1989 Conservative Party leadership election
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Margaret Thatcher in Israel (cropped).jpg
Candidate Margaret Thatcher Sir Anthony Meyer
Percentage 90.5% 9.5%
First ballot 314 33

Leader before election

Margaret Thatcher

Elected Leader

Margaret Thatcher

The 1989 Conservative Party leadership election took place on 5 December 1989. The incumbent Margaret Thatcher was opposed by the little-known 69-year-old backbencher MP Sir Anthony Meyer. It was the Conservative Party's first leadership election for nearly 15 years, when Thatcher had taken the party leadership.

Whilst Thatcher comfortably won with 90% of the vote, the vote showed 60 MPs who didn't vote for her either by choosing Meyer, spoiling the ballots or abstaining. This can be contributed to her increasingly Eurosceptic views on European integration in the late 80s, despite the Conservatives still being pro Europe at the time. The outcome would ultimately undermine Thatcher as her leadership started to come into question. The following year would see Thatcher once again challenged and eventually resigning following further unrest and discontent with her party.


During 1989 the Conservative government led by Thatcher had run into difficulties. In June Labour won their first national electoral victory since 1974 in the elections to the European Parliament, beating the Conservatives. The Chancellor of the Exchequer, Nigel Lawson, had resigned in October over Thatcher's determination to follow the advice of her advisers, specifically Sir Alan Walters. Opinion polls were also starting to show a widening Labour lead, which had opened up since the Community Charge (or "poll tax") was phased in the previous April; public anger at this community charge mounted over the subsequent months. Thatcher had long considered, as her husband Denis desired, to stand down in May 1989 after 10 years as Prime Minister. However, having won a 102-seat majority at the general election two years previously, and having led the party for 14 years without a hint of a leadership challenge, Thatcher opted to carry on for a full third term.

As a result, Thatcher faced mounting internal party criticism, which culminated in the decision of Meyer to offer a stalking horse candidacy for the party leadership.

Sir Anthony Meyer was critical of the recently introduced Community Charge (which was seen by many as the key factor in the government's declining popularity), Thatcher's leadership style and her Euroscepticism. She had now led the party for nearly 15 years and had been prime minister for over 10 of those years.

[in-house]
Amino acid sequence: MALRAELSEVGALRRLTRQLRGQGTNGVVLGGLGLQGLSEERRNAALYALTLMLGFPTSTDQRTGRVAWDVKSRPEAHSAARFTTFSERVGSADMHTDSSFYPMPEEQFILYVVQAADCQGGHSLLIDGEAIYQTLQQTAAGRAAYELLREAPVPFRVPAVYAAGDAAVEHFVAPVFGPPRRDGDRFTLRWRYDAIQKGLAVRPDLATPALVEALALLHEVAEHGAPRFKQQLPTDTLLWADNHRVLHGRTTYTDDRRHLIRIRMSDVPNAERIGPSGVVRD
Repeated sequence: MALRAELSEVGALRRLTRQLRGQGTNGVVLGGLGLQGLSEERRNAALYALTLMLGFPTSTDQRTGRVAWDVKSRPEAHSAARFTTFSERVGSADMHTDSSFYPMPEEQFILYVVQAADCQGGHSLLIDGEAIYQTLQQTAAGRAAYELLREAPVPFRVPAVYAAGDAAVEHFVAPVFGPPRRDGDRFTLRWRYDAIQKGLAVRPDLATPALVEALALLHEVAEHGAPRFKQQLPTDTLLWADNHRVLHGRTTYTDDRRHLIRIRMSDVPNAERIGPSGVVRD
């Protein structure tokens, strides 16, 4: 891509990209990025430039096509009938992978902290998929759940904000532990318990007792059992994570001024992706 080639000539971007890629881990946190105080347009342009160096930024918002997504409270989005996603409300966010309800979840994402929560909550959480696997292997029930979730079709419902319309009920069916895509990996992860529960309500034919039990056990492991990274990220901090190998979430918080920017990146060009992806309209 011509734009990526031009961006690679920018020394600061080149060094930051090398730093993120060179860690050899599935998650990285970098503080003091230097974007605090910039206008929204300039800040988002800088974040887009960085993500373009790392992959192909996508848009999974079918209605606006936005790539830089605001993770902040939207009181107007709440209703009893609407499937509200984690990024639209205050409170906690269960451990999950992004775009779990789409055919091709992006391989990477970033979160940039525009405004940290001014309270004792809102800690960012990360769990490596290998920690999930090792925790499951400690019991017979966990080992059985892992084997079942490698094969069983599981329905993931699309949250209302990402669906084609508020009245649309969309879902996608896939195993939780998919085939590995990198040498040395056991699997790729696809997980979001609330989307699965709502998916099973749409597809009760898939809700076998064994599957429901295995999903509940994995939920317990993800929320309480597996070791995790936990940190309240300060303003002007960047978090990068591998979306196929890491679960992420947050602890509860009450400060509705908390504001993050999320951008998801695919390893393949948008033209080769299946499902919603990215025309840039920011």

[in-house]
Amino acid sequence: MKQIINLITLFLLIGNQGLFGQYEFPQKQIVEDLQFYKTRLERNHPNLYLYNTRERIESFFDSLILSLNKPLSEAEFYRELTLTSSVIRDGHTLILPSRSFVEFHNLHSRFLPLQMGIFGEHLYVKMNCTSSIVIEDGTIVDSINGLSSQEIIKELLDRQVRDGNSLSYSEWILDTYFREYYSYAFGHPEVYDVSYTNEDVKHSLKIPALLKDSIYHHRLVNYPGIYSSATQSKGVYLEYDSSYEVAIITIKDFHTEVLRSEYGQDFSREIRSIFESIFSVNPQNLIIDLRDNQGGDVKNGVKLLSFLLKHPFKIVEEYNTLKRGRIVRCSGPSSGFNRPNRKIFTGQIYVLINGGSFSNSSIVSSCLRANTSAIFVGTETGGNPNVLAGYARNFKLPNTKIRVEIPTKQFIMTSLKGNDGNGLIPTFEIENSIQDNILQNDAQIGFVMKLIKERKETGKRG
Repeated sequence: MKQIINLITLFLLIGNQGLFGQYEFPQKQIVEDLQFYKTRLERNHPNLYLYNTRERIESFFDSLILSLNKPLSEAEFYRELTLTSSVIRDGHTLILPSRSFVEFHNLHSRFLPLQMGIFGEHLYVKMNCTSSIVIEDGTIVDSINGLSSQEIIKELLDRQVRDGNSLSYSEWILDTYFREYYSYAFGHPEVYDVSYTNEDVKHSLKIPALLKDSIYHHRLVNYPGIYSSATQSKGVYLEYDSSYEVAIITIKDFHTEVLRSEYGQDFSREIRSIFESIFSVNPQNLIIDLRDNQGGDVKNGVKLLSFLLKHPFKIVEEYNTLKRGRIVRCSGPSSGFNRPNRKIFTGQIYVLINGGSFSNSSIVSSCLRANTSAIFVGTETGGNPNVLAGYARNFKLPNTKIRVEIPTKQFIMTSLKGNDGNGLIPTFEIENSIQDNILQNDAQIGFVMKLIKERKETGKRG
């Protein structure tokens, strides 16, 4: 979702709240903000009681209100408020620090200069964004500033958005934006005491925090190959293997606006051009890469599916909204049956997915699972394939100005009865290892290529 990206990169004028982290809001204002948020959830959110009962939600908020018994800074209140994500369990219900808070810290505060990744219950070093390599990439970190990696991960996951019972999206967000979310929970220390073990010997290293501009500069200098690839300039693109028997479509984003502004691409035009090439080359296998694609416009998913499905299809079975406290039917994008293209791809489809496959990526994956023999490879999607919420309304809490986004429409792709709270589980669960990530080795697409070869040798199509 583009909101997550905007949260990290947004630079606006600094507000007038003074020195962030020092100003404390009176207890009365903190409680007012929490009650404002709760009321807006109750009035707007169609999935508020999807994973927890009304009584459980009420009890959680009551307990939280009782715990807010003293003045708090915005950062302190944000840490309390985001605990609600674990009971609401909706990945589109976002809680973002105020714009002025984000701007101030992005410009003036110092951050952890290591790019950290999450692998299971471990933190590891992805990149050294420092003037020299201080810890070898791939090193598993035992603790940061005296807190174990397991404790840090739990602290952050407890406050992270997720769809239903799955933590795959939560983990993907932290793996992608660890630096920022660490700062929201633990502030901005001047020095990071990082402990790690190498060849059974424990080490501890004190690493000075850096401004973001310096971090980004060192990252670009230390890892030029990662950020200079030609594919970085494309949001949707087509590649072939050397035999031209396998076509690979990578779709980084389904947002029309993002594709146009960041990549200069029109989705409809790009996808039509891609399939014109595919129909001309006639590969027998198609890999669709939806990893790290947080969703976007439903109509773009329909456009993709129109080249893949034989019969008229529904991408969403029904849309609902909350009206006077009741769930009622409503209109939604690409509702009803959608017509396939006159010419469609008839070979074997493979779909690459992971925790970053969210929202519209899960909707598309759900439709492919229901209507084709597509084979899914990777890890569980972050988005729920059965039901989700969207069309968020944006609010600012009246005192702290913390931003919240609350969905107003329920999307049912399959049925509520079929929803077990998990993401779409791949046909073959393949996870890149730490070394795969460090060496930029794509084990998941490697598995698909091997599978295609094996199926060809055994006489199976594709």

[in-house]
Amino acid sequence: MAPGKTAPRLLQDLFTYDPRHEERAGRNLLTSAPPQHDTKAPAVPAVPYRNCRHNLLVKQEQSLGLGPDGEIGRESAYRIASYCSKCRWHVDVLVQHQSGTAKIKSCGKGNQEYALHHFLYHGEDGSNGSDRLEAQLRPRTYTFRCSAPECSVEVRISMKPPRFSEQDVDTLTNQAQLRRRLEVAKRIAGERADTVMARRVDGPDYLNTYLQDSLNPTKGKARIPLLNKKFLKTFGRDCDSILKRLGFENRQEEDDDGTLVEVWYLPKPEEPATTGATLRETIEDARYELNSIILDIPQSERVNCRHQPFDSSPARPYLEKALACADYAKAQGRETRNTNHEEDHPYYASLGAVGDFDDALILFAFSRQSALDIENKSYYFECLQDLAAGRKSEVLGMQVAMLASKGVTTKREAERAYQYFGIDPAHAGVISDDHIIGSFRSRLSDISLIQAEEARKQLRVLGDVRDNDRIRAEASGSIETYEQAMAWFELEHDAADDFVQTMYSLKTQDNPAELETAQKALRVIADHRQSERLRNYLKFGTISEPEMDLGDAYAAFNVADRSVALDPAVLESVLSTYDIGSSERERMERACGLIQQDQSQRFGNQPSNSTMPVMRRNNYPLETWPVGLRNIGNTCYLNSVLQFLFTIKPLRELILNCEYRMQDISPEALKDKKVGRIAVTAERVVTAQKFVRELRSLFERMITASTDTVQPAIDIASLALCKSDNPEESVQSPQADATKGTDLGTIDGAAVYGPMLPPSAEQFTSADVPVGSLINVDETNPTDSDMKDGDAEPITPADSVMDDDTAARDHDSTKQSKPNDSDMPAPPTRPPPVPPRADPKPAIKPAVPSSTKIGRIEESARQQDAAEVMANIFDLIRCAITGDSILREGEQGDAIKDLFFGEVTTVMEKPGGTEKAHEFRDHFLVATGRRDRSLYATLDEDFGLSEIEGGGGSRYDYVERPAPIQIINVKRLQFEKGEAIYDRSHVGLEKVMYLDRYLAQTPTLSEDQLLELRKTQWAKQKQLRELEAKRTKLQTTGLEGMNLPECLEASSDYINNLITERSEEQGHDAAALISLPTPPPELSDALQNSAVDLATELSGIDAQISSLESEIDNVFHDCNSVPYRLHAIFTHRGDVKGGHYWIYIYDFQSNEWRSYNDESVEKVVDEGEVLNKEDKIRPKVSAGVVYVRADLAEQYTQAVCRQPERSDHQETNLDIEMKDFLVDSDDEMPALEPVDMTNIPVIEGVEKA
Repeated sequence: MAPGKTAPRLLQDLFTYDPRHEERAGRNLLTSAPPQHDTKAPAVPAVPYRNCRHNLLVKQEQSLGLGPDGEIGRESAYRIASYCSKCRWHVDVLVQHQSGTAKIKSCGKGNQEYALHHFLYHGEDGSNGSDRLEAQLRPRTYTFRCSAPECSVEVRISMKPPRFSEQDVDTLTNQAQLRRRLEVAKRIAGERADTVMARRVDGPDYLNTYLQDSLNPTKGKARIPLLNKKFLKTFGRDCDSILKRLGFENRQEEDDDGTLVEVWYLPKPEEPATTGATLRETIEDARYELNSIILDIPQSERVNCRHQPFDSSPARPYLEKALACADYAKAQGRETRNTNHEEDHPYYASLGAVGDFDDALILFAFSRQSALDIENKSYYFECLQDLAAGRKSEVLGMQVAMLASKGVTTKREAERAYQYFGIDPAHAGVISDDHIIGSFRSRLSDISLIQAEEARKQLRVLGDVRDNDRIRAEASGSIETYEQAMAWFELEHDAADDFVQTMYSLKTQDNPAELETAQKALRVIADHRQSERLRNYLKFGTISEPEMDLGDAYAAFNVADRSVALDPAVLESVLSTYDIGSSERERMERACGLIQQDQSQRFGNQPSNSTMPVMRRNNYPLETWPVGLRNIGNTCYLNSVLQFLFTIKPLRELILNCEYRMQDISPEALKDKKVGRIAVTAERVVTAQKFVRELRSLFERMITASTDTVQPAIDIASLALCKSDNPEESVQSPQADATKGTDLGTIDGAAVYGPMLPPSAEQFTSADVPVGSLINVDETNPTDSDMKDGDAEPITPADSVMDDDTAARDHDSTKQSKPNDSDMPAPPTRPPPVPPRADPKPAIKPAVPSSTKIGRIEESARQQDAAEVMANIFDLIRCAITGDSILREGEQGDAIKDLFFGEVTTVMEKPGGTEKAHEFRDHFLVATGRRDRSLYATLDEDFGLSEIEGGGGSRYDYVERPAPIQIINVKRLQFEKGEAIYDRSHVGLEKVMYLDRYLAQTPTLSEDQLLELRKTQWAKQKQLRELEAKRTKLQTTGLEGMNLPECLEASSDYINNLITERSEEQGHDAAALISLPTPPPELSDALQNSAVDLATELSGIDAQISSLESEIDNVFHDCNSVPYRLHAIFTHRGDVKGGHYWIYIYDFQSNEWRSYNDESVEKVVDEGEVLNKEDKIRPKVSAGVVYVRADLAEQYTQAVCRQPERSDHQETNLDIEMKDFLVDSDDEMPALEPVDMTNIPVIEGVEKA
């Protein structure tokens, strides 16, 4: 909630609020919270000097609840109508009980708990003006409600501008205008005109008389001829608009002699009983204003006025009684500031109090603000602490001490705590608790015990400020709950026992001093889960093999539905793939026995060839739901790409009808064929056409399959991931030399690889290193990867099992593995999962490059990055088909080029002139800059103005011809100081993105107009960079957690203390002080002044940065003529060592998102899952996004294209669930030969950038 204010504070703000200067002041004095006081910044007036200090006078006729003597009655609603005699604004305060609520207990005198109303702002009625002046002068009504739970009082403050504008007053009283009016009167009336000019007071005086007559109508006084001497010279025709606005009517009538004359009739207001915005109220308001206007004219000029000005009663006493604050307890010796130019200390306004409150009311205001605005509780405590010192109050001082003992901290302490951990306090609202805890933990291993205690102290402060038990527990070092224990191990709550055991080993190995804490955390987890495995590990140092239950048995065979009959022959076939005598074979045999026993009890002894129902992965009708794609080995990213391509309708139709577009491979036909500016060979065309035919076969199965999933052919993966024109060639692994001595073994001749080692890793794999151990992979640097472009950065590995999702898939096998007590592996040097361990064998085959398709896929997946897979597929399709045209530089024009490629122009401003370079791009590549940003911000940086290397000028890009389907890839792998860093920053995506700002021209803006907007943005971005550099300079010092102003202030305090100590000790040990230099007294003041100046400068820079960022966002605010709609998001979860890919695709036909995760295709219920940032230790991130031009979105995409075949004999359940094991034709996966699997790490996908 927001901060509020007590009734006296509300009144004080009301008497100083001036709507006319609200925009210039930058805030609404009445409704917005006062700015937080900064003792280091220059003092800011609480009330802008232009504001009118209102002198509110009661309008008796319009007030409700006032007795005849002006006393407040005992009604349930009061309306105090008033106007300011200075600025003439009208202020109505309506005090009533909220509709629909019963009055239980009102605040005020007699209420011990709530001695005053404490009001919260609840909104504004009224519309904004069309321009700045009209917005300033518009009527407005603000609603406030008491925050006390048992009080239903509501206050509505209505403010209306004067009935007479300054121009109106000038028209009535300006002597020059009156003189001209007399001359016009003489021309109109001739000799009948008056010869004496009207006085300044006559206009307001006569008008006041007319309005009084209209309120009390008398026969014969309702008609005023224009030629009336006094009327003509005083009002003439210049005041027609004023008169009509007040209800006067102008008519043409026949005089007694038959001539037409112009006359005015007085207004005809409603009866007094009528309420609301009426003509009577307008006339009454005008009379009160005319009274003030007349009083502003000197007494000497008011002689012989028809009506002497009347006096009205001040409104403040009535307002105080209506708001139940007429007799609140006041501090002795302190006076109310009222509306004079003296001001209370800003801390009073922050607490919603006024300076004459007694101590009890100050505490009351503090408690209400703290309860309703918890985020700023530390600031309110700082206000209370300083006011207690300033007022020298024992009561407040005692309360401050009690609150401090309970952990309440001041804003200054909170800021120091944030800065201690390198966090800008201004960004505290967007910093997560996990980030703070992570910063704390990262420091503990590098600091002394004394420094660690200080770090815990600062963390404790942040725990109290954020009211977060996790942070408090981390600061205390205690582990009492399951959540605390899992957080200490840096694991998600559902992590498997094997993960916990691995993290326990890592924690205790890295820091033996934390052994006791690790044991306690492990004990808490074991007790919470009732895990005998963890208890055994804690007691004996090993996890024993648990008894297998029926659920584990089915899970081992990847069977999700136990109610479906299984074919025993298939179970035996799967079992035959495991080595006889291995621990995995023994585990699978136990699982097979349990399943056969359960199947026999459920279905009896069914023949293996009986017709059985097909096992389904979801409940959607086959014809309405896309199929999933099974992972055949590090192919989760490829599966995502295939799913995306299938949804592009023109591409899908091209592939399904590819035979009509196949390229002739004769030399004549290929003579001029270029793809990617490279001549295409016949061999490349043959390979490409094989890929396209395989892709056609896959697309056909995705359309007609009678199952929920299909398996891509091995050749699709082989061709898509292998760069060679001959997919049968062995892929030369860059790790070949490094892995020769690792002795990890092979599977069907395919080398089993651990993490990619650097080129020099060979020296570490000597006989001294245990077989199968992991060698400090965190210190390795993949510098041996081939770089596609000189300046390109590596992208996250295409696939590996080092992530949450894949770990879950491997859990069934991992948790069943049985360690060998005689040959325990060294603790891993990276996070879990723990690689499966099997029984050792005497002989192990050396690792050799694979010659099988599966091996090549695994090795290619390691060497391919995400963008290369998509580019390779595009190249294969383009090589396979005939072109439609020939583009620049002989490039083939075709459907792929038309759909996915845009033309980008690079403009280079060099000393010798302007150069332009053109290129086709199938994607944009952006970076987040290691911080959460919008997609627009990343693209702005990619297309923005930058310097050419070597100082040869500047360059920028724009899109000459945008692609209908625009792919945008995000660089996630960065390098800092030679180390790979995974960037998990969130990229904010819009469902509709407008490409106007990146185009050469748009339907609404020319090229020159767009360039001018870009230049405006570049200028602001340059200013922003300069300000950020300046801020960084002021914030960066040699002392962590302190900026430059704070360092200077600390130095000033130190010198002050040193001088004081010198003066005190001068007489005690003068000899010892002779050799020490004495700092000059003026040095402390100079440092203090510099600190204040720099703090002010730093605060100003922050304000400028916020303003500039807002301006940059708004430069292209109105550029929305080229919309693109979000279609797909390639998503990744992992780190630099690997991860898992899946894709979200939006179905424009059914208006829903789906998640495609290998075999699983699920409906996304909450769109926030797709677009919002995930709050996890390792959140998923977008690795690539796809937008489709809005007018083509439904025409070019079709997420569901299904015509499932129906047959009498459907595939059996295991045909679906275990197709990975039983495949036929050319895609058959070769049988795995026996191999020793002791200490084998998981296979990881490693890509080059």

Thatcher's European views came under attack from other Conservatives during the campaign. On 3 December, two days before the ballot, the BBC broadcast a programme on Jacques Delors in which Thatcher's predecessor as Conservative leader, Edward Heath, had labelled Thatcher as a "narrow little nationalist" who was "unable to move with the whole movement of history in creating the greater Europe."[1] Meanwhile European Commissioner and former member of her cabinet, Leon Brittan had said on television that membership of the European Exchange Rate Mechanism had benefited the countries which had joined it, which was seen as being at odds with Mrs Thatcher's own views.[1]


Only ballot: 5 December 1989
Candidate Votes %
Margaret Thatcher 314 84.0
Sir Anthony Meyer 33 8.8
Abstentions 3 0.8
Spoilt 24 6.4
Majority 281 75.1
Turnout 374 N/A
Margaret Thatcher re-elected

Thatcher, whose campaign was organised by former Cabinet minister George Younger, won the contest overwhelmingly and said afterwards:

I would like to say how very pleased I am with this result and how very pleased I am to have had the overwhelming support of my colleagues in the House and the people from the party in the country.

However, a total of 60 Conservative MPs did not support Thatcher by either voting for Meyer, spoiling their ballot papers, or abstaining. Michael Heseltine was reported the next day as being believed to be one of the three MPs who did not vote, along with the absent Bob McCrindle who was seriously ill.[2] Another ill MP, Alick Buchanan-Smith, was also absent, but voted by proxy, reportedly for Meyer.[2]

After the ballot Meyer said:

I was quite surprised to get so many votes, I thought I'd be beaten by the abstentions. The total result I think is rather better than I'd expected and not quite as good as some of my friends were hoping for.

According to the next day's Glasgow Herald Heseltine's supporters predicted that unless the Prime Minister changed "her style of leadership", she would "be on her way out next year".[2]

Within a year, as the Community Charge (poll tax) sparked riots, the economy slid towards recession, and the Labour lead in the opinion polls mounted into double digits, Thatcher resigned as party leader and Prime Minister after a further contest in November 1990.[3]


  1. ^ a b McGregor, Stephen (4 December 1989). "Bid to rally Thatcher vote". The Glasgow Herald. p. 1. Retrieved 27 December 2019.
  2. ^ a b c Parkhouse, Geoffrey (6 December 1989). "Bruising Win for Thatcher". The Glasgow Herald. p. 1. Retrieved 22 December 2019.
  3. ^ "1990: Thatcher fails to win party mandate". On This Day. BBC News. Retrieved 29 August 2017.